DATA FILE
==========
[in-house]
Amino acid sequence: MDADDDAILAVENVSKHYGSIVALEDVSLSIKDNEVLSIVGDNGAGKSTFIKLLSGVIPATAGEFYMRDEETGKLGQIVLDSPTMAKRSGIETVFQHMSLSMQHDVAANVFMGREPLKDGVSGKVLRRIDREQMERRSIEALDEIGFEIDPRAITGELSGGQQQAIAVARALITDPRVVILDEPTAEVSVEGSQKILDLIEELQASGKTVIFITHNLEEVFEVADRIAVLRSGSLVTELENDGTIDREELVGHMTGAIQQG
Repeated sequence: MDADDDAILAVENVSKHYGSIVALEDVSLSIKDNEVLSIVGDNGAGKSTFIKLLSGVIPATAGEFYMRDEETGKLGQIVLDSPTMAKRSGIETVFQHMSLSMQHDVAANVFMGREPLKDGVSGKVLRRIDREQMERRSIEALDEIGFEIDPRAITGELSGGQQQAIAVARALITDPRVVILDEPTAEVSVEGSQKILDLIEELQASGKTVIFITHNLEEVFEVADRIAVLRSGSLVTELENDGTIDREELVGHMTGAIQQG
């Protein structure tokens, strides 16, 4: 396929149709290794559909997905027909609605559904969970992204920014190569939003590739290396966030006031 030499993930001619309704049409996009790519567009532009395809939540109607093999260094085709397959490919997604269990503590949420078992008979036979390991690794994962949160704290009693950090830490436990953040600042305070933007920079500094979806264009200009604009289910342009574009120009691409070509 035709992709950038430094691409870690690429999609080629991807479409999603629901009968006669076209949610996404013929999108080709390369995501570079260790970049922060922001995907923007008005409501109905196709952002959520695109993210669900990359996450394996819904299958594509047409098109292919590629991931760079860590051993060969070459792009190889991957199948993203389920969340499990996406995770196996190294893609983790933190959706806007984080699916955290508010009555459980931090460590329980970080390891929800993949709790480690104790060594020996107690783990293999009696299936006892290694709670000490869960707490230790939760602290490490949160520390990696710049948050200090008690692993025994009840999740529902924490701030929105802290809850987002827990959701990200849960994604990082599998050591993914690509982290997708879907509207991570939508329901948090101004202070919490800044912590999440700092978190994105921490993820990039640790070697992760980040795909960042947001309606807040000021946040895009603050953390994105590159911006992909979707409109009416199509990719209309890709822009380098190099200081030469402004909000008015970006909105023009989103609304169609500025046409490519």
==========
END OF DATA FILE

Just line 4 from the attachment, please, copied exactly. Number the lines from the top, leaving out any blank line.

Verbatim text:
């Protein structure tokens, strides 16, 4: 396929149709290794559909997905027909609605559904969970992204920014190569939003590739290396966030006031 030499993930001619309704049409996009790519567009532009395809939540109607093999260094085709397959490919997604269990503590949420078992008979036979390991690794994962949160704290009693950090830490436990953040600042305070933007920079500094979806264009200009604009289910342009574009120009691409070509 035709992709950038430094691409870690690429999609080629991807479409999603629901009968006669076209949610996404013929999108080709390369995501570079260790970049922060922001995907923007008005409501109905196709952002959520695109993210669900990359996450394996819904299958594509047409098109292919590629991931760079860590051993060969070459792009190889991957199948993203389920969340499990996406995770196996190294893609983790933190959706806007984080699916955290508010009555459980931090460590329980970080390891929800993949709790480690104790060594020996107690783990293999009696299936006892290694709670000490869960707490230790939760602290490490949160520390990696710049948050200090008690692993025994009840999740529902924490701030929105802290809850987002827990959701990200849960994604990082599998050591993914690509982290997708879907509207991570939508329901948090101004202070919490800044912590999440700092978190994105921490993820990039640790070697992760980040795909960042947001309606807040000021946040895009603050953390994105590159911006992909979707409109009416199509990719209309890709822009380098190099200081030469402004909000008015970006909105023009989103609304169609500025046409490519």